FinTech Supervision in the UK

FinTech Supervision UK

Image source: https://thefintechtimes.com/

Just as the UK is the financial centre of the world, it is also the leading FinTech capital, with increasing Fintech activity taking place across the financial services sector. In 2014, the Financial Conduct Authority (FCA) launched Project Innovate, aiming to encourage innovation in financial services in the interests of consumers. The FCA’s approach to innovation has been imitated abroad and is widely credited as a significant factor supporting the strength of the UK FinTech sector. The Bank of England has launched a FinTech ‘accelerator’ in 2016, in order to gain insight into FinTech products, concepts, firms and to give FinTech firms insight into the work of the Bank. FinTech activity is spread across the UK with notable hubs in Edinburgh, Leeds, and London. The sector has now grown from its disruptive roots into an industry in its own right.

The government wants the FinTech industry to further prosper and therefore developed a plan in March 2018 on how to foster the creation of start-ups and further development of already present market participants. This initiative was called “Fintech Sector Strategy: Securing the Future of UK Fintech”. It basically aimed at creating more competition in the market to foster its growth. Simultaneously it had an objective of establishing “Cryptoassets Task Force” which was a joint collaboration of HM Treasury, Financial Conduct Authority, and Bank of England. On 30th July 2018 in accordance with this initiative, there was published a report outlining UK’s approach to cryptoassets and distributed ledger technology in financial services. Another peculiar innovation is “Robo-regulation” which aims at easing compliance requirements for the market participants. Other measures include introducing a set of industry standards to facilitate the partnership between FinTech firms and existing banks, as well as the creation of “shared platforms” to aid new and small FinTech firms in setting up their systems. Overall, the UK has the strongest FinTech policy environment, with the most supportive regulatory regime. The strength of the UK policy environment is due to the supportiveness and accessibility of the Financial Conduct Authority (FCA), effective tax incentives and numerous government programmes designed to promote competition and innovation which indirectly support FinTech.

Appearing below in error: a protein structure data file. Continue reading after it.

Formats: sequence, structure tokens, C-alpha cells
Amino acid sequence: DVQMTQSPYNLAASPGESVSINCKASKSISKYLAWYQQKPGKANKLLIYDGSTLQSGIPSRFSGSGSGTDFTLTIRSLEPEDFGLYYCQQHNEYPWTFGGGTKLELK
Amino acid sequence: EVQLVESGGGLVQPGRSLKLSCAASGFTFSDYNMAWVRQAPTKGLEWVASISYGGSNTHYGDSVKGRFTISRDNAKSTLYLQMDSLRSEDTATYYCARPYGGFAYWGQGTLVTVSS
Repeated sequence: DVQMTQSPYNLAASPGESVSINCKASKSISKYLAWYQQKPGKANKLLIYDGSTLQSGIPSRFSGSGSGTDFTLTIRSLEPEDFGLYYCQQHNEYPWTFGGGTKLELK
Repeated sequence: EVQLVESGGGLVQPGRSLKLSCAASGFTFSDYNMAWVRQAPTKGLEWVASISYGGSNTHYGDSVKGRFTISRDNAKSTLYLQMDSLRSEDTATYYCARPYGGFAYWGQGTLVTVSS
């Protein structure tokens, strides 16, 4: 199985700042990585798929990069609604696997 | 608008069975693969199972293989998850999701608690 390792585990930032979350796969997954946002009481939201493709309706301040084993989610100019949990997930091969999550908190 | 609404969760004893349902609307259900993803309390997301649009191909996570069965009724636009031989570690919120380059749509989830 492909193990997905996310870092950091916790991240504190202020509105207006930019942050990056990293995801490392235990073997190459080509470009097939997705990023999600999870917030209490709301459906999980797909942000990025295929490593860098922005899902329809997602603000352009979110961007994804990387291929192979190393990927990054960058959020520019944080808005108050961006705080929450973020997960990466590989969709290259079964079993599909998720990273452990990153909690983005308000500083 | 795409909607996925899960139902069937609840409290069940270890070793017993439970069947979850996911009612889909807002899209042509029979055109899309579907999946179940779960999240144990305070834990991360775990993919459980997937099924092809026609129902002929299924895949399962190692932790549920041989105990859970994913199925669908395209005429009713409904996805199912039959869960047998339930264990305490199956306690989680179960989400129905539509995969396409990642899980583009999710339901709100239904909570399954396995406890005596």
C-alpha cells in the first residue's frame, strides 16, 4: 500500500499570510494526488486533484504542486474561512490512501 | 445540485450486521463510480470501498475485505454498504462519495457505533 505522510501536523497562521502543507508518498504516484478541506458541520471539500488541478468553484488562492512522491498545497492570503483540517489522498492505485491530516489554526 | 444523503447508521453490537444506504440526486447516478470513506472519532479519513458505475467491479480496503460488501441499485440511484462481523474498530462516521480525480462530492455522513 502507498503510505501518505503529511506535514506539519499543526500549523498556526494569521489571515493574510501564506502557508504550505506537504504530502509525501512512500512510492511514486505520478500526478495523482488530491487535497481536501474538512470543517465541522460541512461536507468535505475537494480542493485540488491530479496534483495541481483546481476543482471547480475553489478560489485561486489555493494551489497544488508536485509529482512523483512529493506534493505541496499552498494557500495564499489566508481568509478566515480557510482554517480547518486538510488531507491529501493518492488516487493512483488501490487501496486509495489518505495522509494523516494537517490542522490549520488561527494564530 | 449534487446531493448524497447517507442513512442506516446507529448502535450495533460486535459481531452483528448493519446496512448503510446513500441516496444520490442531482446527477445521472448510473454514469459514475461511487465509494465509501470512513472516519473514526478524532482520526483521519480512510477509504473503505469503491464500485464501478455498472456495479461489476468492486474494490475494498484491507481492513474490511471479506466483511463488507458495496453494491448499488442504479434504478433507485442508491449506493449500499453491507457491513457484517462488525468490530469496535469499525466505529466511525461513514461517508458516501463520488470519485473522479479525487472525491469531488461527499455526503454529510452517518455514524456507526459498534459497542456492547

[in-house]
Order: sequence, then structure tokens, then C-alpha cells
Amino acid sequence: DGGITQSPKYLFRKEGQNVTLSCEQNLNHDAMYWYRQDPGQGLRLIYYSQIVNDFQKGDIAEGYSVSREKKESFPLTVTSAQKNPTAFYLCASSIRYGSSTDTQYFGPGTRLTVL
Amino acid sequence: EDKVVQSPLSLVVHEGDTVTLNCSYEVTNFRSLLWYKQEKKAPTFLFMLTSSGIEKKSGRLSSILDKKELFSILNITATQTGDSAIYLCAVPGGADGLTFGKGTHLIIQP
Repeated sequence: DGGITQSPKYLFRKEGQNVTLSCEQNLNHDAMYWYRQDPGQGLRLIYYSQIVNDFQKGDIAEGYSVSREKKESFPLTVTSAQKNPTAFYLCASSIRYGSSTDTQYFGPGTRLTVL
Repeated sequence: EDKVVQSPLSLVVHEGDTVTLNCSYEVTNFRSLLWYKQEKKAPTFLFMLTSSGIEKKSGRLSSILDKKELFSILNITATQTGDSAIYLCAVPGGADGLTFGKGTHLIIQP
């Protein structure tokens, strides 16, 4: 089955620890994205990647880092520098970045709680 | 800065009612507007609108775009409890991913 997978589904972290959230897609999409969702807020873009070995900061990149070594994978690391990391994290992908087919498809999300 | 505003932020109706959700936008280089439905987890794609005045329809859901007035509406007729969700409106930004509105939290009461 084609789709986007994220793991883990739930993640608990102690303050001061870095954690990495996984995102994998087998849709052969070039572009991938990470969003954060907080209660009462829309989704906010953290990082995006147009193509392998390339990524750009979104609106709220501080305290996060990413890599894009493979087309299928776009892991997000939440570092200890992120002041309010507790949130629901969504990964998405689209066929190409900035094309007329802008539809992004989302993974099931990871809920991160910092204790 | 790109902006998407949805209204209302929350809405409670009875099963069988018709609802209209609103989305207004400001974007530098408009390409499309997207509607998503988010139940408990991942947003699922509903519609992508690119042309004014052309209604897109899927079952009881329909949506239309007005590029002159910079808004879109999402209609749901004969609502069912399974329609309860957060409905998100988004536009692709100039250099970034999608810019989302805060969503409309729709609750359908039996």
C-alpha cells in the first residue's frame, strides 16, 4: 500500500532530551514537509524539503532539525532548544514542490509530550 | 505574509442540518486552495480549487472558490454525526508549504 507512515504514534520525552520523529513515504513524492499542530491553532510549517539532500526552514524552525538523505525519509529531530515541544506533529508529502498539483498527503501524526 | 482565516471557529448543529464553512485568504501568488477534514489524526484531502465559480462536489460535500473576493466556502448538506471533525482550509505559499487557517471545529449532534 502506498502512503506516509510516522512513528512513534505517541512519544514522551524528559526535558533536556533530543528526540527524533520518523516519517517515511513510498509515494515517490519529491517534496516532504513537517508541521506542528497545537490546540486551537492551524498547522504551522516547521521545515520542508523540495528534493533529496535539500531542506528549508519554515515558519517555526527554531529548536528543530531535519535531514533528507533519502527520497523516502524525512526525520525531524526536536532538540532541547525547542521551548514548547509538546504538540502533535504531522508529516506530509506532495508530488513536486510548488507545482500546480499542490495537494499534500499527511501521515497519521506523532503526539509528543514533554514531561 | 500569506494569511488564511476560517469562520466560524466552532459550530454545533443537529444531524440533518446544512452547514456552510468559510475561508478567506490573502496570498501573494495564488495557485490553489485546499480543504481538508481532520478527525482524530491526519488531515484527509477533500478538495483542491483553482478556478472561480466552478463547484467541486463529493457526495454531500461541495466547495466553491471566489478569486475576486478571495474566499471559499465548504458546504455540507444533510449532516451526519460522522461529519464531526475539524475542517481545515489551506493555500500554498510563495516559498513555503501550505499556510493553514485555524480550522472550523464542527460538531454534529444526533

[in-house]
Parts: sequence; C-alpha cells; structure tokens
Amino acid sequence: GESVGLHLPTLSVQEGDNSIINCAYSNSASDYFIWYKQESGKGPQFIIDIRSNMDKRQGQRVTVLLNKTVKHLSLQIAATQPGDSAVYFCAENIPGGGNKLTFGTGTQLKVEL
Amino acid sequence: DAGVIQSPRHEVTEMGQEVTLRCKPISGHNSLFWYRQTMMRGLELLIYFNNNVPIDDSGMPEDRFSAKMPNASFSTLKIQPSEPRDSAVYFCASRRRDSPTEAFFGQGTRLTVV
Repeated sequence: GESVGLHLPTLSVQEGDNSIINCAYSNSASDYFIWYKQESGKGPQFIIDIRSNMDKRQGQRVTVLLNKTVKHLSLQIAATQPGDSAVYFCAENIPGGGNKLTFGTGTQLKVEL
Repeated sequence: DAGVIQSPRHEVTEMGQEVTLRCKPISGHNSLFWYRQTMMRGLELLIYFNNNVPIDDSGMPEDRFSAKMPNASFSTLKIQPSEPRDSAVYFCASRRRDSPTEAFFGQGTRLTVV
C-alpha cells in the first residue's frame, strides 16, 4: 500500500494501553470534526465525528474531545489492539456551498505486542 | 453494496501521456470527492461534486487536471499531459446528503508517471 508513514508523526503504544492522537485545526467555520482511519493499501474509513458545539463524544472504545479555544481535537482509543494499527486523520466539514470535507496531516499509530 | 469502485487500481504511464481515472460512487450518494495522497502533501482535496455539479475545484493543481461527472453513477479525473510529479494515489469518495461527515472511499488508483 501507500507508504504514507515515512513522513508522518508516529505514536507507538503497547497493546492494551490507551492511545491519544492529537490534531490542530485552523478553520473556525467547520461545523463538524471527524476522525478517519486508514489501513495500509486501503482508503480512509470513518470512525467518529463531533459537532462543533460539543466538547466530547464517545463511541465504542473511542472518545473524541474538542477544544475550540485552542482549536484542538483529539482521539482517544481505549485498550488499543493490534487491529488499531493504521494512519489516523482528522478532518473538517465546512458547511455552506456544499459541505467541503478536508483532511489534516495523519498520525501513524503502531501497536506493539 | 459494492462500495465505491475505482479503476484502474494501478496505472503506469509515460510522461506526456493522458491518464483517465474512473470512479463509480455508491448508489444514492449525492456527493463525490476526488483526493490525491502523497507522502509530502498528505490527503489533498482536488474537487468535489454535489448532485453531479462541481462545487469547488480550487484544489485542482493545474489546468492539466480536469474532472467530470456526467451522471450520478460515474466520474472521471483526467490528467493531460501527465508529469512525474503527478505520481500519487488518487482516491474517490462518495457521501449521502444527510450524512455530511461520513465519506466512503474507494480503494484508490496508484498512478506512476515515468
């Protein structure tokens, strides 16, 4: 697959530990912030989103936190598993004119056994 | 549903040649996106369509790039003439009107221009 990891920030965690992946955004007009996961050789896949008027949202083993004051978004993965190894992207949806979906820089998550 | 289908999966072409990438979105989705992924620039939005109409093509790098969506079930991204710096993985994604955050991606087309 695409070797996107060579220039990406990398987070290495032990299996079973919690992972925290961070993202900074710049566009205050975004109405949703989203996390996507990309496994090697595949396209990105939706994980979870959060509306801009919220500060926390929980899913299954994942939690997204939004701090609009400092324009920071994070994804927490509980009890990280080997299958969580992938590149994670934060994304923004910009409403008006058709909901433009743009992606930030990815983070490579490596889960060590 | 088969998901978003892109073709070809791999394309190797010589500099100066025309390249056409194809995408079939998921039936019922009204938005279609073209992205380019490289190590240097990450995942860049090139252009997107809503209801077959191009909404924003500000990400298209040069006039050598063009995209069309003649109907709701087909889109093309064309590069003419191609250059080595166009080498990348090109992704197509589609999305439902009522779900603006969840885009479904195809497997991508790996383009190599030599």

Per the Department of International Trade in the UK, there are more than 1,600 unique FinTechs (including solely software solutions and credit institutions), with most of them specialising in the payments services. Based on an approximate and top-down view of the UK FinTech sector, the industry currently generates around EUR 22 billion in revenue annually, with the payment sector representing 67%. The outlook of the UK banks towards Fintech sector changed and they see it now not as a disruptor, but rather as a complementary sector to their main area.

Supervision

The UK was one of the first countries who transposed PSD2 into their legislation. There was no delay in the implementation of this directive and no delays with the reauthorisation for market participants. The FCA notified companies half of a year in advance about upcoming changes and hence allowed them to prepare.

The entity which is responsible for the authorisation and supervision of PIs and EMIs is FCA. It is recognised as one of the most lenient and cooperative regulators in the world. It allows for the market participants to do business and clearly outlines the requirements which will be imposed. As such, there are no uncertainties with regard to the actions which should be taken. The webpage of the FCA contains numerous guides on adherence to the requirements. From all regulators in the EU, FCA has granted the most licenses to PIs and EMIs. Currently, there is a total of 141 EMIs, 21 Small EMIs, 372 PIs, and 517 Small PIs.

The application for the license is submitted through the online system “Connect”. A large amount of documentation must be drafted for licenses, including a full business plan, a detailed programme of operations, risk management plan, business continuity plan, etc. The price of authorisation for PI ranges between £1,500 or £5,000 depending on the scope of activities which will be undertaken. For EMI the price stands at a flat rate and stands at £5,000. The FCA has 3 months to deliver the decision on the authorisation or refusal of such. Usually, for well-prepared applications, it takes around 3-6 months to obtain a PI or EMI license, depending on the completeness of the application and the workload of the FCA.

The most communication is conducted through the online system called “GABRIEL”, through which PIs and EMIs may submit reports and other information to the FCA. The reports to the system must be submitted once a year. The FCA performs an audit of authorised institutions depending on the necessity for such a review. It may happen during the first year of operations, as well as only in a couple of years. The reason for it lies in the fact that there is self-reporting requirement and if there are no complaints on the institutions it means that they are performing well.